For the past several years, I have read with fascinationabout the human genome project, which seeks todecipher the DNA instructions that, along withenvironment, help to determine who we are as individuals.In the same vein, I believe that each fleet also has a DNAof sorts, which is comprised of the procedures andregulations that are codified in its corporate fleet policy. Itis these procedures and regulations that determine thetypes of fleet each of us operates and its characteristics.Think about it. By creating policy such as to who iseligible for a company vehicle, you are, in effect,determining the size of your fleet.In my discussions with fleet management companiesover the years, they tell me that the best-managed fleetstend to be those that adhere to a written fleet policy. Fleetpolicy is crucial and it should be part of each company’soverall business strategy. Every affected departmentshould be involved in the process of creating fleet policy.However, it is important to stress that it is the fleetmanager who should manage the policy creation process.Once a policy is established, it is your responsibilityto communicate it to your drivers. Each of your driversshould know the rules governing the use of a companyvehicle and what actions will be taken for noncompliance.An all too common problem is that thefleet manager communicates policy to the drivers’managers, but the word doesn’t get down to theindividual drivers. To avoid this problem, manycompanies teach policies and procedures regardingcompany vehicles as part of the new employeeorientation and provide printed fleet policy manualswith each vehicle.The Danger of Policy Exceptions
When dealing with driver-related problems, the lastthing you want to do is create a new problem in the courseof resolving one. The surest way to do so is to make anexception to your company’s vehicle usage policy.It is extremely important that the rules governing thewithdrawal of a company vehicle privilege beuniformly enforced for all employees. You should not setprecedent by allowing exceptions. If your companybecomes embroiled in litigation involving a companyvehicle because of a problem driver, these exceptions andprior policy precedents can be used against you. The mostcarefully developed policy can be torn to shreds by aprecedent-setting exception, which could be used to accuseyou and your company of negligent entrustment and/ornegligent retention.No policy can anticipate all possibilities, butconsistency in dealing with all the drivers assignedcompany vehicles at different locations is essential. Toaccomplish this, it is crucial for senior management to givethe fleet manager the appropriate authority to address noncomplianceby drivers and those departments’ assignedvehicles. This will go a long way toward reducing andsometimes eliminating driver compliance issues.The fleet manager must have the authority and backing ofupper management to address a driver’s inability to properlyoperate and maintain an assigned vehicle. This authorityallows the fleet manager to address violations of fleet policywithout approval or direction from upper management.If litigation occurs, the first thing an attorney is going toask is to review your company vehicle policy. With this inmind, it is critical that a fleet manager makes sure alldrivers uniformly adhere to company fleet policy. Thereshould be no exceptions to your company vehicle policies.This simple rule will make your job a lot easier and maysave you from a lot of potential grief.Let me know what you think.[email protected]Sample Company Vehicle Policy and ProceduresManual Available for Sale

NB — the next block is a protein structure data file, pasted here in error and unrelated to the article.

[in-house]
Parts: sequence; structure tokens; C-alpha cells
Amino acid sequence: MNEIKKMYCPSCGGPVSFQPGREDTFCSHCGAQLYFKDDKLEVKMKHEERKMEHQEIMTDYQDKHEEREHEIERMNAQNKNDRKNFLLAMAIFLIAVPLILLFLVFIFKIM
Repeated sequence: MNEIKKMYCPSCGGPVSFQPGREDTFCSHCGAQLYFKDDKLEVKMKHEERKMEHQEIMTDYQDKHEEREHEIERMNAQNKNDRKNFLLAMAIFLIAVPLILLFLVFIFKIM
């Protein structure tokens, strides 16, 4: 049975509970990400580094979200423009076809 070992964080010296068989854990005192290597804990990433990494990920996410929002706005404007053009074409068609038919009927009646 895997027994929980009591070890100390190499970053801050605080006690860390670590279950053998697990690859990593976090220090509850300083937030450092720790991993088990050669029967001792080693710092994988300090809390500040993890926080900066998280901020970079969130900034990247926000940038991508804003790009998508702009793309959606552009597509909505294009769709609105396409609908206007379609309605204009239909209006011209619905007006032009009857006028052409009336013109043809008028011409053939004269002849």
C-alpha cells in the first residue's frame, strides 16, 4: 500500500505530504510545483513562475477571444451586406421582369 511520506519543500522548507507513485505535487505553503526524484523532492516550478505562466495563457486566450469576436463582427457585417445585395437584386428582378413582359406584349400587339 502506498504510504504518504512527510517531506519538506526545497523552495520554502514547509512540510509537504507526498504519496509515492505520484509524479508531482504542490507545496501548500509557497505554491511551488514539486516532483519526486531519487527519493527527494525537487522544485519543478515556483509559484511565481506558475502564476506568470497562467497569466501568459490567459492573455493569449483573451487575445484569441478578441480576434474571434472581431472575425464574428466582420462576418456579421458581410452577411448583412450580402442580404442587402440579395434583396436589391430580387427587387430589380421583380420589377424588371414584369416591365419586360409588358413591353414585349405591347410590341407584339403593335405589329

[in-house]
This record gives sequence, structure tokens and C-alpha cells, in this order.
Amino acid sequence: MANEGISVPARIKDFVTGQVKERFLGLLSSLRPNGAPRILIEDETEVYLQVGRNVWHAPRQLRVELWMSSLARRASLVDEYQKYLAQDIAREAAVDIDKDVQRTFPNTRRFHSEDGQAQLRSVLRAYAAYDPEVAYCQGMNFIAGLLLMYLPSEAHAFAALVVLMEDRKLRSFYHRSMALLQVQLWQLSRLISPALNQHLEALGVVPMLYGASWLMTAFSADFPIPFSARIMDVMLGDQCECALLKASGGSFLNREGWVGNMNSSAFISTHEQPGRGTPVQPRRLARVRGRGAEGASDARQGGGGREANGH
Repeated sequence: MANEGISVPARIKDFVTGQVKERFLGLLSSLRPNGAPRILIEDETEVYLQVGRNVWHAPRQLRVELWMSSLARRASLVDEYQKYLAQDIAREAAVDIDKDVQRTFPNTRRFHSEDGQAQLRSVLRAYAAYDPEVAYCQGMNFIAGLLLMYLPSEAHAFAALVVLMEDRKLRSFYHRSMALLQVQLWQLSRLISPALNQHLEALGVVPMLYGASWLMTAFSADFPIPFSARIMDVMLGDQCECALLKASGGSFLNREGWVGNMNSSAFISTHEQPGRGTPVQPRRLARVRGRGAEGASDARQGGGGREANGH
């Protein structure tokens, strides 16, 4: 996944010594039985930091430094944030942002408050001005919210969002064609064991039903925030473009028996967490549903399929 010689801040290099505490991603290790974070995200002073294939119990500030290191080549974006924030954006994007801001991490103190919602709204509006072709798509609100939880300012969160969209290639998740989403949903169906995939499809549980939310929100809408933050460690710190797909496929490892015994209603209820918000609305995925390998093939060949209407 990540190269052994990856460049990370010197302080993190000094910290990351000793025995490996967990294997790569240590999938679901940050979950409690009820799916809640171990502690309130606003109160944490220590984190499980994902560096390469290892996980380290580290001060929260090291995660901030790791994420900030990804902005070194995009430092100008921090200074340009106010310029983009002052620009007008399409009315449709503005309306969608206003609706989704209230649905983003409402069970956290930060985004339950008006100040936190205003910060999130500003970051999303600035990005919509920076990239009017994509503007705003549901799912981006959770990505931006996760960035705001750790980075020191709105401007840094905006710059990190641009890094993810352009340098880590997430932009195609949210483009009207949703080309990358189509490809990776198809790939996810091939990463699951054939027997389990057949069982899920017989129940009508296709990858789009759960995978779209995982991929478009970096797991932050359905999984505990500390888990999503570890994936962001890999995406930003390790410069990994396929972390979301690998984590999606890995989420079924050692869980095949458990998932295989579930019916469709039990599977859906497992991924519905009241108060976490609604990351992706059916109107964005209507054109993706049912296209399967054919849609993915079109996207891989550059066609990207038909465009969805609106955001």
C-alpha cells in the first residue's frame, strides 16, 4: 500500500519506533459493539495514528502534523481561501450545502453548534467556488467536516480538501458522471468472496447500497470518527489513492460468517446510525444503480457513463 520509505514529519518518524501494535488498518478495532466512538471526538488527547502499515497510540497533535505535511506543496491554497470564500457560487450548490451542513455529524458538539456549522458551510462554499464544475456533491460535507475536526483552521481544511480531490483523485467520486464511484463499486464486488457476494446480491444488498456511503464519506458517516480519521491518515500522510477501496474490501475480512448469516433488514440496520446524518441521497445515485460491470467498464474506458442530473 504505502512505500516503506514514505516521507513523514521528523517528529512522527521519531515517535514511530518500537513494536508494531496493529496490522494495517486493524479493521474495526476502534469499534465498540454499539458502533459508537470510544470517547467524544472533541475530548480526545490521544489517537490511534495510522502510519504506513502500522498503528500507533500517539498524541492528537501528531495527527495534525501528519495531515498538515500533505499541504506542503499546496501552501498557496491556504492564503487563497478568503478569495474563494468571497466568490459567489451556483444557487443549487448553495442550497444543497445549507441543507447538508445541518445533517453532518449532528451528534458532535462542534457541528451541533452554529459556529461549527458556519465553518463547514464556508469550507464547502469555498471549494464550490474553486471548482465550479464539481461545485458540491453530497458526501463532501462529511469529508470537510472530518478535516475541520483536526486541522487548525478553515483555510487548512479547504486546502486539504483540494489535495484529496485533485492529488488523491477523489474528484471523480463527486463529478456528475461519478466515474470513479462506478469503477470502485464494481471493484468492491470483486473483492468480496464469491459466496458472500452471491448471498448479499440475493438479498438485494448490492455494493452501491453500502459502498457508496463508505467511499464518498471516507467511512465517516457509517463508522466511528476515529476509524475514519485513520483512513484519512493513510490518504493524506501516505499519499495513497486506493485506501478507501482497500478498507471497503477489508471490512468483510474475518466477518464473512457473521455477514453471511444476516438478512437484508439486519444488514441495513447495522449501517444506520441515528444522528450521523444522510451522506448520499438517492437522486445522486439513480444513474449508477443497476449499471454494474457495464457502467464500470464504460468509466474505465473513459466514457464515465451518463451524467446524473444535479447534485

Automotive Fleet has developed a sample company vehiclepolicy and procedure manual. It is available for $120in a printed version or on a CD ROM, plus $9.95 for shippingand handling. You can order the handbook atwww.fleet-central.com or by calling (800) 724-4254.